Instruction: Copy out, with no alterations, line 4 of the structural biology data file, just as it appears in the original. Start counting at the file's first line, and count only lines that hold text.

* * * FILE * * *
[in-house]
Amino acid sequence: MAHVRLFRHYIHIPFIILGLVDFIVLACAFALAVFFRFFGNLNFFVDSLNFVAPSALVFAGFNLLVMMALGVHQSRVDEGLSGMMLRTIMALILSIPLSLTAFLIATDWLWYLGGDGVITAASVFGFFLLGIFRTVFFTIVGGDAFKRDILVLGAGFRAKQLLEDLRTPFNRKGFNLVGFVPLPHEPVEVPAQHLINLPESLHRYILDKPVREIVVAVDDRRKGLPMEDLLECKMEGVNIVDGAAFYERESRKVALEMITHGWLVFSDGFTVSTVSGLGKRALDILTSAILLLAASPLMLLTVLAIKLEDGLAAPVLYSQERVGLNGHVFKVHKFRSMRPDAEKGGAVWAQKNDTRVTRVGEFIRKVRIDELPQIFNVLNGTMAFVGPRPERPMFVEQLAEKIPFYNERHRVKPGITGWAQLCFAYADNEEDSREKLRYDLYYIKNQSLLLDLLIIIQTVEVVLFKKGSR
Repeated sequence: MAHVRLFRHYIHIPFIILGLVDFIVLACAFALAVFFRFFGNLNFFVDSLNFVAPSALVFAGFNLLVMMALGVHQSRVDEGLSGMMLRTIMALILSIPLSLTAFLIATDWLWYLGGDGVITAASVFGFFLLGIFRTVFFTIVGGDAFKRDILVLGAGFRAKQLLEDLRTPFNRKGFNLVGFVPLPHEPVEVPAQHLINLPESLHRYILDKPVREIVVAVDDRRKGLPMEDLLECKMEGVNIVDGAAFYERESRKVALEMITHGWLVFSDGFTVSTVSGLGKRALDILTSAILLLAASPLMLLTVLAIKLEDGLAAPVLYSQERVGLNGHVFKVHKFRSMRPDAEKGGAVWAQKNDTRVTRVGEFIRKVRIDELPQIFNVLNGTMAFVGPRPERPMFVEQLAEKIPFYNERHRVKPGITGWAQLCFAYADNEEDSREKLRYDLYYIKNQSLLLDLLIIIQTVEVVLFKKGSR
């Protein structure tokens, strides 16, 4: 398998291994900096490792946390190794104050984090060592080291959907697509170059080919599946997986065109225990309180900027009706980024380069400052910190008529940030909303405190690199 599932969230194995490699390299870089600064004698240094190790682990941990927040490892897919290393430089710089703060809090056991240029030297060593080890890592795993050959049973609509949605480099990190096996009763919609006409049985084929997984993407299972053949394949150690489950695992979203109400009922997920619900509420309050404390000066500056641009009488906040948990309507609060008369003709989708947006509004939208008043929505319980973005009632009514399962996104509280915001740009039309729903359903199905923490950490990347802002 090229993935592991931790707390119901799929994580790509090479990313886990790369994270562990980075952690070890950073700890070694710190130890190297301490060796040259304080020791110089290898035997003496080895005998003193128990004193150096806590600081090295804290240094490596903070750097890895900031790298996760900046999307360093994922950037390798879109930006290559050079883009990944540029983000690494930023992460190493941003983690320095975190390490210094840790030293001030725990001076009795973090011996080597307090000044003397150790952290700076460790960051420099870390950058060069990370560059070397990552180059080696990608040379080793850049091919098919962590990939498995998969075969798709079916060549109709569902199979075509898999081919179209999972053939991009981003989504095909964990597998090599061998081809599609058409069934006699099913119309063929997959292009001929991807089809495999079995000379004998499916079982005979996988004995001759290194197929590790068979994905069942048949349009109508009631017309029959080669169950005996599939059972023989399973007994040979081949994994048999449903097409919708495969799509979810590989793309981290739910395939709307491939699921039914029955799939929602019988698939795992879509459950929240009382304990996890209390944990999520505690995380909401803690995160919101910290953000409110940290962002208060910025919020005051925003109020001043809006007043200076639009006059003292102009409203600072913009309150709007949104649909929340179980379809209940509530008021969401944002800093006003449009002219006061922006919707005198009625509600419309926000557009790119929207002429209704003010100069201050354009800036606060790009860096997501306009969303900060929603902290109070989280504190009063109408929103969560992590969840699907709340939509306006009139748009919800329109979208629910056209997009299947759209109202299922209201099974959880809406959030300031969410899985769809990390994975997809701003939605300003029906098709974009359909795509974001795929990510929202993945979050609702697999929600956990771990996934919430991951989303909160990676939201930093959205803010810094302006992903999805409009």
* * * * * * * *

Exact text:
């Protein structure tokens, strides 16, 4: 398998291994900096490792946390190794104050984090060592080291959907697509170059080919599946997986065109225990309180900027009706980024380069400052910190008529940030909303405190690199 599932969230194995490699390299870089600064004698240094190790682990941990927040490892897919290393430089710089703060809090056991240029030297060593080890890592795993050959049973609509949605480099990190096996009763919609006409049985084929997984993407299972053949394949150690489950695992979203109400009922997920619900509420309050404390000066500056641009009488906040948990309507609060008369003709989708947006509004939208008043929505319980973005009632009514399962996104509280915001740009039309729903359903199905923490950490990347802002 090229993935592991931790707390119901799929994580790509090479990313886990790369994270562990980075952690070890950073700890070694710190130890190297301490060796040259304080020791110089290898035997003496080895005998003193128990004193150096806590600081090295804290240094490596903070750097890895900031790298996760900046999307360093994922950037390798879109930006290559050079883009990944540029983000690494930023992460190493941003983690320095975190390490210094840790030293001030725990001076009795973090011996080597307090000044003397150790952290700076460790960051420099870390950058060069990370560059070397990552180059080696990608040379080793850049091919098919962590990939498995998969075969798709079916060549109709569902199979075509898999081919179209999972053939991009981003989504095909964990597998090599061998081809599609058409069934006699099913119309063929997959292009001929991807089809495999079995000379004998499916079982005979996988004995001759290194197929590790068979994905069942048949349009109508009631017309029959080669169950005996599939059972023989399973007994040979081949994994048999449903097409919708495969799509979810590989793309981290739910395939709307491939699921039914029955799939929602019988698939795992879509459950929240009382304990996890209390944990999520505690995380909401803690995160919101910290953000409110940290962002208060910025919020005051925003109020001043809006007043200076639009006059003292102009409203600072913009309150709007949104649909929340179980379809209940509530008021969401944002800093006003449009002219006061922006919707005198009625509600419309926000557009790119929207002429209704003010100069201050354009800036606060790009860096997501306009969303900060929603902290109070989280504190009063109408929103969560992590969840699907709340939509306006009139748009919800329109979208629910056209997009299947759209109202299922209201099974959880809406959030300031969410899985769809990390994975997809701003939605300003029906098709974009359909795509974001795929990510929202993945979050609702697999929600956990771990996934919430991951989303909160990676939201930093959205803010810094302006992903999805409009």